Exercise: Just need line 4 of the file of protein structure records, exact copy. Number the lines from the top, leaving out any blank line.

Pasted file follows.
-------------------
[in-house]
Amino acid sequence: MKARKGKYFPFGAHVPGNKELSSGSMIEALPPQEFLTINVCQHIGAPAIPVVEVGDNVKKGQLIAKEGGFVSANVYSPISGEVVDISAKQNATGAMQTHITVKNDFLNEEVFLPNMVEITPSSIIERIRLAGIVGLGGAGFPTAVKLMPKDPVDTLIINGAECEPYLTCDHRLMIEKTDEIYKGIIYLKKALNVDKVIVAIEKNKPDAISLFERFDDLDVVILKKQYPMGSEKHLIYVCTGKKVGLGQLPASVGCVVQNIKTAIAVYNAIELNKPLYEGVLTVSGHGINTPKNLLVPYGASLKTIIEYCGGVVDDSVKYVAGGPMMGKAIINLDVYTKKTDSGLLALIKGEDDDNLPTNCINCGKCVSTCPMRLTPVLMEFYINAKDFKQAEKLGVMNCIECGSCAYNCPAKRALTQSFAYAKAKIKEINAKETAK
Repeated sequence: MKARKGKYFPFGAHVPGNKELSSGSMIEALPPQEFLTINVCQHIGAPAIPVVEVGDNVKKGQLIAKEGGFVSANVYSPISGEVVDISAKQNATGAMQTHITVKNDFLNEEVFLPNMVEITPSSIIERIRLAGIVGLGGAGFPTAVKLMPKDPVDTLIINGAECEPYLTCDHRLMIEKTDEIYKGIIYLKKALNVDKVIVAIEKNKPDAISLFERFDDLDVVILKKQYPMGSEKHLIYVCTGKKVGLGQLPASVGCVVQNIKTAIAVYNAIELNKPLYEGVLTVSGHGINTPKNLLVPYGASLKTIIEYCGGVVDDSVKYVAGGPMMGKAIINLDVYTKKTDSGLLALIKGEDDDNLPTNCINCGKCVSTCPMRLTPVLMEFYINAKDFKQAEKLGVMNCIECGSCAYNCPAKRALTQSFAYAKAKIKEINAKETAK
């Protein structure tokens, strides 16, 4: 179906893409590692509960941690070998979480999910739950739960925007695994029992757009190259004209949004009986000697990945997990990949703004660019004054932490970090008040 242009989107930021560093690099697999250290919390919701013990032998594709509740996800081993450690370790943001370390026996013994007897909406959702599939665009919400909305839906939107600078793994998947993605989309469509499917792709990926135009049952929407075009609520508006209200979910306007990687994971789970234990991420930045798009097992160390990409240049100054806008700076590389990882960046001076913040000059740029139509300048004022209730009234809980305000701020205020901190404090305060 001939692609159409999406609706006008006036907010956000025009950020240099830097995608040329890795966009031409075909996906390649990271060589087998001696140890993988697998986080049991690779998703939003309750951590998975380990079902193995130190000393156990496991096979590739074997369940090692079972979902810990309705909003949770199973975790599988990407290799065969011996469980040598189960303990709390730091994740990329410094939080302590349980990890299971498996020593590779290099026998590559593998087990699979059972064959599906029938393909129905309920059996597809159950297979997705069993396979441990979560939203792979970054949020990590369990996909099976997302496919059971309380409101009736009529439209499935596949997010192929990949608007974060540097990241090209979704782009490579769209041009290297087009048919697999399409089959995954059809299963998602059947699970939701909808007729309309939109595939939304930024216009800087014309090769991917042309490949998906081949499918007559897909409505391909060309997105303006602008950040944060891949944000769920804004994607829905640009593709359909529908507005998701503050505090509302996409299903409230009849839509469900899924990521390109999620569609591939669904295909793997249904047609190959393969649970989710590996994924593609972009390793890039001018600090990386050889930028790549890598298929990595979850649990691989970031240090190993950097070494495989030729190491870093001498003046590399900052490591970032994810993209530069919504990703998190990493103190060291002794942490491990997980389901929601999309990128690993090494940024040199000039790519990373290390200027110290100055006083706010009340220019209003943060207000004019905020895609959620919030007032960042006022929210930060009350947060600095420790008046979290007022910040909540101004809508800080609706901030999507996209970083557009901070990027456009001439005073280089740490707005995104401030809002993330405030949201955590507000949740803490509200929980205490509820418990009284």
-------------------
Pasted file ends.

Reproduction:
């Protein structure tokens, strides 16, 4: 179906893409590692509960941690070998979480999910739950739960925007695994029992757009190259004209949004009986000697990945997990990949703004660019004054932490970090008040 242009989107930021560093690099697999250290919390919701013990032998594709509740996800081993450690370790943001370390026996013994007897909406959702599939665009919400909305839906939107600078793994998947993605989309469509499917792709990926135009049952929407075009609520508006209200979910306007990687994971789970234990991420930045798009097992160390990409240049100054806008700076590389990882960046001076913040000059740029139509300048004022209730009234809980305000701020205020901190404090305060 001939692609159409999406609706006008006036907010956000025009950020240099830097995608040329890795966009031409075909996906390649990271060589087998001696140890993988697998986080049991690779998703939003309750951590998975380990079902193995130190000393156990496991096979590739074997369940090692079972979902810990309705909003949770199973975790599988990407290799065969011996469980040598189960303990709390730091994740990329410094939080302590349980990890299971498996020593590779290099026998590559593998087990699979059972064959599906029938393909129905309920059996597809159950297979997705069993396979441990979560939203792979970054949020990590369990996909099976997302496919059971309380409101009736009529439209499935596949997010192929990949608007974060540097990241090209979704782009490579769209041009290297087009048919697999399409089959995954059809299963998602059947699970939701909808007729309309939109595939939304930024216009800087014309090769991917042309490949998906081949499918007559897909409505391909060309997105303006602008950040944060891949944000769920804004994607829905640009593709359909529908507005998701503050505090509302996409299903409230009849839509469900899924990521390109999620569609591939669904295909793997249904047609190959393969649970989710590996994924593609972009390793890039001018600090990386050889930028790549890598298929990595979850649990691989970031240090190993950097070494495989030729190491870093001498003046590399900052490591970032994810993209530069919504990703998190990493103190060291002794942490491990997980389901929601999309990128690993090494940024040199000039790519990373290390200027110290100055006083706010009340220019209003943060207000004019905020895609959620919030007032960042006022929210930060009350947060600095420790008046979290007022910040909540101004809508800080609706901030999507996209970083557009901070990027456009001439005073280089740490707005995104401030809002993330405030949201955590507000949740803490509200929980205490509820418990009284």